Researcher discloses serious Xerox flaw

Security flaw in WorkCenter multifunction printers allows access to information being printed on the machines

Xerox is scrambling to update a security patch following the disclosure of a major security flaw in its WorkCenter multifunction printers.

By taking advantage of a configuration error in the printers' Web interface, security researcher Brendan O'Connor was able to run unauthorized software on the printers, compromise network traffic, and access sensitive information being printed on the machines. He shared details of how to compromise the machines during a presentation at the Black Hat USA conference in Las Vegas Thursday.

"Think of all the sensitive data that's going through these," he said. "Everybody prints and there's an inherent trust in these types of devices."

O'Connor said he was not trying to "pick on Xerox," but rather using his hack as a case study to draw attention to the security threat posed by increasingly powerful embedded devices.

"I don't think they're getting the level of scrutiny that they require," said O'Connor, who identified himself only as a security engineer with a U.S. financial services company.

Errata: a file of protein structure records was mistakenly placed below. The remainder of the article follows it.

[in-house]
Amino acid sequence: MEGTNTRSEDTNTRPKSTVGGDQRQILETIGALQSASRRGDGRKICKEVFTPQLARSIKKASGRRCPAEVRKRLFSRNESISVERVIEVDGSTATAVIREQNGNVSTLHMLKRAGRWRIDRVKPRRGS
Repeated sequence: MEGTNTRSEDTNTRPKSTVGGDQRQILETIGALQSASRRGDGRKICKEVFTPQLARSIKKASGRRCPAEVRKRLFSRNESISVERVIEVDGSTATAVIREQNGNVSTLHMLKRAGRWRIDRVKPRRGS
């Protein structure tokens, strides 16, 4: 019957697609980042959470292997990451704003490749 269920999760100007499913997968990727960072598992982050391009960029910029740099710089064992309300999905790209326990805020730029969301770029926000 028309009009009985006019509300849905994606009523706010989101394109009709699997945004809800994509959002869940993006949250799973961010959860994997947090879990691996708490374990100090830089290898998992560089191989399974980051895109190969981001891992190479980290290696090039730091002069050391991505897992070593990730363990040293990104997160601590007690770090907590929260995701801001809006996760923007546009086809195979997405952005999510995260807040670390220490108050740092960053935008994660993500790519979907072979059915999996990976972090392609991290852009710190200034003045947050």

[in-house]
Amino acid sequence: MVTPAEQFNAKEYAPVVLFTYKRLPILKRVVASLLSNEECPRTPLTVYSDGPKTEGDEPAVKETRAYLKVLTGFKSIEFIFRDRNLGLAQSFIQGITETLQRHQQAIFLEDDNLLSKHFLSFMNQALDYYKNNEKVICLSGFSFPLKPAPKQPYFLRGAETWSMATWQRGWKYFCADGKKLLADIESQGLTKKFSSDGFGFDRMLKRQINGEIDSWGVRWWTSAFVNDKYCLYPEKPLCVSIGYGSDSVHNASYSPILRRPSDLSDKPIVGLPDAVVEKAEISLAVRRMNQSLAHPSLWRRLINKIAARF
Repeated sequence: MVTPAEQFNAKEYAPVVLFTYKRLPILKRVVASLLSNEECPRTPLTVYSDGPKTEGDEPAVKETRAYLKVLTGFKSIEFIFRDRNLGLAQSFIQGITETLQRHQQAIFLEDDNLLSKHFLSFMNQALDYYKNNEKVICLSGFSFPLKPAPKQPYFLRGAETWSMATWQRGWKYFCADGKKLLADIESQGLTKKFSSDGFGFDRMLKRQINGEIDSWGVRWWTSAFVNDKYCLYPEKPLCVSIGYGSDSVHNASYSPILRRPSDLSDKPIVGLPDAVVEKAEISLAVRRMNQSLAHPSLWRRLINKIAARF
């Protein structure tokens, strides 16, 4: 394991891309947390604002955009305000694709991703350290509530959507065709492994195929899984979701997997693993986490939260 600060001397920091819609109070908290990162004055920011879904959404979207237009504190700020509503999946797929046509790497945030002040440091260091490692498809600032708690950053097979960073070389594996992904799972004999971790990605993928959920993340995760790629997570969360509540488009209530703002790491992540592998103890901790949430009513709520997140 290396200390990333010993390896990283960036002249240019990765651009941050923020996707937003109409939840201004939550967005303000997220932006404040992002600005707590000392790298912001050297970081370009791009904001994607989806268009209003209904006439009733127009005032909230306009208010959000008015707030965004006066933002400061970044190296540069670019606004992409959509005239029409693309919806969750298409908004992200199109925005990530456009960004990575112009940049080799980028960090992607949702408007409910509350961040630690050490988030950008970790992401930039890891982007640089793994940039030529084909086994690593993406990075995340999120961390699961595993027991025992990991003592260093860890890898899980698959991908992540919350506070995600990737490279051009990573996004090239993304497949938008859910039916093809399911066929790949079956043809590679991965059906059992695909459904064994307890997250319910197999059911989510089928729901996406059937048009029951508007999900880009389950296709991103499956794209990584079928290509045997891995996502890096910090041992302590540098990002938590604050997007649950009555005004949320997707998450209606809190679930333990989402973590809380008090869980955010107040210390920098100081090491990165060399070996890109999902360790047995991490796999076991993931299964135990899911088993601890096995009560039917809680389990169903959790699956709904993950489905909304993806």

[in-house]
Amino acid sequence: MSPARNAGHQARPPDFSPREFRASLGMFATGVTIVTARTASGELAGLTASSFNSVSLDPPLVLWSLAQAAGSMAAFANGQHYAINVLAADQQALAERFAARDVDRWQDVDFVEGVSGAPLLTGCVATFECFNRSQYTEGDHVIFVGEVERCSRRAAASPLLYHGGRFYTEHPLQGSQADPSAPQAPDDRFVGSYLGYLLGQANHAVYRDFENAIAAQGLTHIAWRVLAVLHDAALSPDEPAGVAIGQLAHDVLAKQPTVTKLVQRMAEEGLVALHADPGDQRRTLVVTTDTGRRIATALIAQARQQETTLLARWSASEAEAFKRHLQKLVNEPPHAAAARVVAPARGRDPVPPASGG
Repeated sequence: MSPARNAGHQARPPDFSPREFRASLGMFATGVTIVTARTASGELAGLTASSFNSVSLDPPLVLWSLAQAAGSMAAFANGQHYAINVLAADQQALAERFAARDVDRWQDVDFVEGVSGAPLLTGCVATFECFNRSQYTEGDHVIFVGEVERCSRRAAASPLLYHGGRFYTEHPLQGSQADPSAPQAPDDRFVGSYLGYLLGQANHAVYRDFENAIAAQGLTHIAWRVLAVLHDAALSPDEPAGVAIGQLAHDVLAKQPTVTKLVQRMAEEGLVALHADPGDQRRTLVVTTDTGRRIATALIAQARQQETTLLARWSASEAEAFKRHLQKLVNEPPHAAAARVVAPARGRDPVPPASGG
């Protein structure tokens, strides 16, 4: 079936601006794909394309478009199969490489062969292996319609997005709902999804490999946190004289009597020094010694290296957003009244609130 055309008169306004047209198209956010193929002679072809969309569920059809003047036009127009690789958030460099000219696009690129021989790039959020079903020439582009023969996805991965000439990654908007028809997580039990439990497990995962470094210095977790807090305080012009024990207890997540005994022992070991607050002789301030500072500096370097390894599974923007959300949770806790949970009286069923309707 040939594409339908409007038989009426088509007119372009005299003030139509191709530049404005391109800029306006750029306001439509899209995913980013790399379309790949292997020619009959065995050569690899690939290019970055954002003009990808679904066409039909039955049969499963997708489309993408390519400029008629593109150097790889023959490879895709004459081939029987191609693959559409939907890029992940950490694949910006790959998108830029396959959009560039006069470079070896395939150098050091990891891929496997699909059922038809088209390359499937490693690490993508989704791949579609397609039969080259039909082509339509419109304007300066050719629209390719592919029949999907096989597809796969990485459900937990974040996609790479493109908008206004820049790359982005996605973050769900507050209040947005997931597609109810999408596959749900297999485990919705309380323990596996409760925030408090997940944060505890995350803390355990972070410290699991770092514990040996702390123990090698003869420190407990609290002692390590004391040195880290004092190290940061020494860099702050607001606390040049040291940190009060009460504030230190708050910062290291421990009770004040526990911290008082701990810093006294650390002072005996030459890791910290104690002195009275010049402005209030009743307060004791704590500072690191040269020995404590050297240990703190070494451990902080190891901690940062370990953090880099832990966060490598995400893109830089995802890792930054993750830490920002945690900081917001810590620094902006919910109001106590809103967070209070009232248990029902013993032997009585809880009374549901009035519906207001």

"This is a Linux server wrapped in a copier box. These things are all over the enterprise," he said.

Xerox issued a patch for the vulnerability in February. It affects WorkCenter and WorkCenter Pro series 200 devices sold between October 2005 and June of this year, said Armon Rahgozar, a manager with Xerox's Solutions and Partnership Technology Office.

However, that Xerox patch does not fully address the vulnerabilities, O'Connor said. "My company is still vulnerable to these things," he said.

Rahgozar said that Xerox was working to address the situation and would issue an updated patch.

Customers can either download the patch from the Xerox Web site or wait for service technicians to apply the patches at their next scheduled servicing.

Xerox is also developing an automatic update system for its products, similar to Microsoft's, Rahgozar said. "We probably want to follow the model that Microsoft has learned the hard way," he said. "You provide the push mechanism, but it's controlled by administrators at the site."

When Rahgozar showed up for O'Connor's Black Hat talk, the researcher said that he was worried that Xerox might be considering legal action against him in the same way that Cisco Systems sued security researcher Michael Lynn at last year's conference. "When the guy said, 'I'm from Xerox,' I thought Mike Lynn," O'Connor said in an interview after his presentation.

Those concerns were unfounded however. After the talk, Rahgozar thanked the researcher, saying he was doing the industry a service.

"So how much do you hate me?" O'Connor asked Rahgozar.

"Not at all," the Xerox manager said.

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